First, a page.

The Senate voted against moving forward with a surveillance overhaul bill Tuesday evening and CQ Roll Call’s Steven Dennis has the recap.
Republicans led by Senate Minority Leader Mitch McConnell, R-Ky., voted to block the bill, which came just two votes shy of the 60 needed to come to the floor for debate.
The 58-42 vote fell largely along party lines, with a handful of Republicans (Ted Cruz, R-Texas, Dean Heller, R-Nev., Mike Lee, R-Utah, Lisa Murkowski, R-Alaska) breaking from their party to vote in favor of invoking cloture (cutting off debate) on a motion to consider the bill by Sen. Patrick J. Leahy, D-Vt. Bill Nelson of Florida was the only Democrat who voted in opposition.
Sen. Rand Paul, R-Ky., voted in opposition because it would have extended certain expiring provisions of the Patriot Act. “In the aftermath of the Sept. 11 terrorist attacks, Americans were eager to catch and punish the terrorists who attacked us,” he said in a statement. “I, like most Americans, demanded justice. But one common misconception is that the Patriot Act applies only to foreigners—when in reality, the Patriot Act was instituted precisely to widen the surveillance laws to include U.S. citizens.”
CQ Roll Call’s Rob Margetta reports (subscription) that Tuesday’s vote likely pushes any possible action on the National Security Agency’s domestic bulk phone metadata collection to the next Congress, adding that:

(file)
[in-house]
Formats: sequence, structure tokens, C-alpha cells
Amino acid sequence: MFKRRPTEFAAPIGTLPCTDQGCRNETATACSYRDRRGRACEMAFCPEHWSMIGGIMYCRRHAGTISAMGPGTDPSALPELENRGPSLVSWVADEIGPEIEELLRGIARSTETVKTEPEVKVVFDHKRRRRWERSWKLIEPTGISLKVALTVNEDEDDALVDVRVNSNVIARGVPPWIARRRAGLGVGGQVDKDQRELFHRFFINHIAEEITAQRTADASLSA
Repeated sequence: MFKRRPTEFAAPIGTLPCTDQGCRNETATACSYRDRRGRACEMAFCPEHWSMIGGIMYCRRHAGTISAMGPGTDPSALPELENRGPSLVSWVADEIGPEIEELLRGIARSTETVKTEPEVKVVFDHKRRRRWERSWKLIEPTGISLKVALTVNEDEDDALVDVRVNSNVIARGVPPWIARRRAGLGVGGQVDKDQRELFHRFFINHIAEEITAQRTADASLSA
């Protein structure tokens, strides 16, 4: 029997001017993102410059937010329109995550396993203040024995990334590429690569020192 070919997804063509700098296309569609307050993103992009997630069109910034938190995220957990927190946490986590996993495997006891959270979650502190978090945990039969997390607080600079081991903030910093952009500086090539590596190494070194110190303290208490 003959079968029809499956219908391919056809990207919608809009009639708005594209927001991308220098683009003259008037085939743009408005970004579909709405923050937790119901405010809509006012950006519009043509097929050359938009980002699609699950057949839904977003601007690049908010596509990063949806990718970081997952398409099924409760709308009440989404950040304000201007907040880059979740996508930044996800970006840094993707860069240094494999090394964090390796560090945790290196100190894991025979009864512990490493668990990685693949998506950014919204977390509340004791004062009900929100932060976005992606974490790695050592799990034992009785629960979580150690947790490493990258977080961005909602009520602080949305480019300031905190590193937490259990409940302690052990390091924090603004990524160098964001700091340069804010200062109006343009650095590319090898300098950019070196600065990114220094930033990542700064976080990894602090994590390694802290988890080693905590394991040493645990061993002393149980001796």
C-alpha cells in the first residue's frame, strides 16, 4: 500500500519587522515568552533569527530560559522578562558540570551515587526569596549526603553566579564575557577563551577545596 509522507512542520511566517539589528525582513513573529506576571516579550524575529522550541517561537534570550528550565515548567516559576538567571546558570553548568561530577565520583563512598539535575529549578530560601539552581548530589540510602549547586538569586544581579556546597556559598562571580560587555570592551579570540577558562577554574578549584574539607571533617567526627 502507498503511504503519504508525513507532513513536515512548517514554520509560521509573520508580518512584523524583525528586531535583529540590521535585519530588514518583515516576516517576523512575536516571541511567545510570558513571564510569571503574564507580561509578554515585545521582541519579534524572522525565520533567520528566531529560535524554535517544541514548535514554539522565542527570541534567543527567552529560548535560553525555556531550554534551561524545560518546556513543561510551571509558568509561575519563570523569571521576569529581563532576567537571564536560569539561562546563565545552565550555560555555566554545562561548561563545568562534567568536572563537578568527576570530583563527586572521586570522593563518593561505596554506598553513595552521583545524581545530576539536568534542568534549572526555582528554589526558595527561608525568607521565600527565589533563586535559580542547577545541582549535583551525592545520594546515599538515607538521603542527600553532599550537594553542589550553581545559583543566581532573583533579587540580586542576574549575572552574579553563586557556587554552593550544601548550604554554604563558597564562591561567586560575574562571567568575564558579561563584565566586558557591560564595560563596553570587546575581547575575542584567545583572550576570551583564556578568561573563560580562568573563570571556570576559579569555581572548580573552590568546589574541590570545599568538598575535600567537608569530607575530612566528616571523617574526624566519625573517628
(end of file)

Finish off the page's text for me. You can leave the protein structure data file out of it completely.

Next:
With Congress now extremely unlikely to take action in the lame duck, lawmakers will have to act on surveillance before June 2015, when Section 215 statutory language — which even some privacy advocates say contains important surveillance authorities — would expire.
The New York Times looks at the lay of the land for next year:
But Tuesday’s vote only put off until next year a debate over security and personal liberties. While a Republican-controlled Senate is less likely to go along with the kinds of reforms that were in the bill, which sponsors had named the U.S.A. Freedom Act, the debate could further expose rifts between the party’s interventionist and more libertarian-leaning wings.
The new Congress will also be working against a hard deadline because the legal authority for the data collection will expire next year.
The Washington Post reports that the “failure to pass legislation before next year could pose hurdles for the GOP” and writes that it will also be a challenge for the Obama administration.